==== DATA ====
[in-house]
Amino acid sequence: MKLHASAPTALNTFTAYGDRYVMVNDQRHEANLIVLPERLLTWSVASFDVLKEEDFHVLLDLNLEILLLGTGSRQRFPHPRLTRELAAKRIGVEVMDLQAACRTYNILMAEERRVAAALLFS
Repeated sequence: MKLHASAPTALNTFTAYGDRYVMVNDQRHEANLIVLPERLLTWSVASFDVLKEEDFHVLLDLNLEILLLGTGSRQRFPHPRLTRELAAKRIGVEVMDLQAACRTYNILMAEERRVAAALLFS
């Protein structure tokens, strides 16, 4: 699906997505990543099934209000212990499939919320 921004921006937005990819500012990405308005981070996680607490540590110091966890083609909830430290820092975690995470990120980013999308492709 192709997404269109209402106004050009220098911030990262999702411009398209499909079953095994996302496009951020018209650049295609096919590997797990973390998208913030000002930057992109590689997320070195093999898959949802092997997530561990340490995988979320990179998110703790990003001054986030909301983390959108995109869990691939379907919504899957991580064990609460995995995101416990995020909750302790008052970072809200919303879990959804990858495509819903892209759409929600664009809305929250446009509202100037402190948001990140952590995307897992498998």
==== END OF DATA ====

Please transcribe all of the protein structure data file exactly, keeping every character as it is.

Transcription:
[in-house]
Amino acid sequence: MKLHASAPTALNTFTAYGDRYVMVNDQRHEANLIVLPERLLTWSVASFDVLKEEDFHVLLDLNLEILLLGTGSRQRFPHPRLTRELAAKRIGVEVMDLQAACRTYNILMAEERRVAAALLFS
Repeated sequence: MKLHASAPTALNTFTAYGDRYVMVNDQRHEANLIVLPERLLTWSVASFDVLKEEDFHVLLDLNLEILLLGTGSRQRFPHPRLTRELAAKRIGVEVMDLQAACRTYNILMAEERRVAAALLFS
């Protein structure tokens, strides 16, 4: 699906997505990543099934209000212990499939919320 921004921006937005990819500012990405308005981070996680607490540590110091966890083609909830430290820092975690995470990120980013999308492709 192709997404269109209402106004050009220098911030990262999702411009398209499909079953095994996302496009951020018209650049295609096919590997797990973390998208913030000002930057992109590689997320070195093999898959949802092997997530561990340490995988979320990179998110703790990003001054986030909301983390959108995109869990691939379907919504899957991580064990609460995995995101416990995020909750302790008052970072809200919303879990959804990858495509819903892209759409929600664009809305929250446009509202100037402190948001990140952590995307897992498998």